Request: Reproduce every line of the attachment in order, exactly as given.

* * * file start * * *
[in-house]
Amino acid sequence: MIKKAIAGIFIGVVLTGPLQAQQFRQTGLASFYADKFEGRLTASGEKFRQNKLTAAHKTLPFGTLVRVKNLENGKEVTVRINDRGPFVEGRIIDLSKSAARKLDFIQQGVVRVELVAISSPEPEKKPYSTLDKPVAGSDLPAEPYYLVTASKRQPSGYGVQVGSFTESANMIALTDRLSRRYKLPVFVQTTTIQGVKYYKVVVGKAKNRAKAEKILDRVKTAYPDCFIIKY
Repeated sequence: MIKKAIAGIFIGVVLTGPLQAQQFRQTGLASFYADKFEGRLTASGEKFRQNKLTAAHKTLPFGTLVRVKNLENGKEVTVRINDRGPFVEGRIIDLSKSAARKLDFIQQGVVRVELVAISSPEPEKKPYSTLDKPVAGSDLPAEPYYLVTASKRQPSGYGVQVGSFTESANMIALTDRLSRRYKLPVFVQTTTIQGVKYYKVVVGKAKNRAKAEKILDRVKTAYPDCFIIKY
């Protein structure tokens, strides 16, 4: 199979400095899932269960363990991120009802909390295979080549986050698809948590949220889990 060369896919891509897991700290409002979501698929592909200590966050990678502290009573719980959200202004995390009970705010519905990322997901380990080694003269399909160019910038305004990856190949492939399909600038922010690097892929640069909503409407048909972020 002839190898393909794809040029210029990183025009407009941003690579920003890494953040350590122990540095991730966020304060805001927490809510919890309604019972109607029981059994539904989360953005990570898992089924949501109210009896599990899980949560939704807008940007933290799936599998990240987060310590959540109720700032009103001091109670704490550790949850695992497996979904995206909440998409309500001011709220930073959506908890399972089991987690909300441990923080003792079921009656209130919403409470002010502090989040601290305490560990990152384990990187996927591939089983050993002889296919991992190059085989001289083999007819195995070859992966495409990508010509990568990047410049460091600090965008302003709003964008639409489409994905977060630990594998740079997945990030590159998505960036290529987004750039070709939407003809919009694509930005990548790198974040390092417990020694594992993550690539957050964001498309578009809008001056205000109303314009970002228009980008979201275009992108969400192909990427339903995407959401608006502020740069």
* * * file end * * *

[in-house]
Amino acid sequence: MIKKAIAGIFIGVVLTGPLQAQQFRQTGLASFYADKFEGRLTASGEKFRQNKLTAAHKTLPFGTLVRVKNLENGKEVTVRINDRGPFVEGRIIDLSKSAARKLDFIQQGVVRVELVAISSPEPEKKPYSTLDKPVAGSDLPAEPYYLVTASKRQPSGYGVQVGSFTESANMIALTDRLSRRYKLPVFVQTTTIQGVKYYKVVVGKAKNRAKAEKILDRVKTAYPDCFIIKY
Repeated sequence: MIKKAIAGIFIGVVLTGPLQAQQFRQTGLASFYADKFEGRLTASGEKFRQNKLTAAHKTLPFGTLVRVKNLENGKEVTVRINDRGPFVEGRIIDLSKSAARKLDFIQQGVVRVELVAISSPEPEKKPYSTLDKPVAGSDLPAEPYYLVTASKRQPSGYGVQVGSFTESANMIALTDRLSRRYKLPVFVQTTTIQGVKYYKVVVGKAKNRAKAEKILDRVKTAYPDCFIIKY
């Protein structure tokens, strides 16, 4: 199979400095899932269960363990991120009802909390295979080549986050698809948590949220889990 060369896919891509897991700290409002979501698929592909200590966050990678502290009573719980959200202004995390009970705010519905990322997901380990080694003269399909160019910038305004990856190949492939399909600038922010690097892929640069909503409407048909972020 002839190898393909794809040029210029990183025009407009941003690579920003890494953040350590122990540095991730966020304060805001927490809510919890309604019972109607029981059994539904989360953005990570898992089924949501109210009896599990899980949560939704807008940007933290799936599998990240987060310590959540109720700032009103001091109670704490550790949850695992497996979904995206909440998409309500001011709220930073959506908890399972089991987690909300441990923080003792079921009656209130919403409470002010502090989040601290305490560990990152384990990187996927591939089983050993002889296919991992190059085989001289083999007819195995070859992966495409990508010509990568990047410049460091600090965008302003709003964008639409489409994905977060630990594998740079997945990030590159998505960036290529987004750039070709939407003809919009694509930005990548790198974040390092417990020694594992993550690539957050964001498309578009809008001056205000109303314009970002228009980008979201275009992108969400192909990427339903995407959401608006502020740069």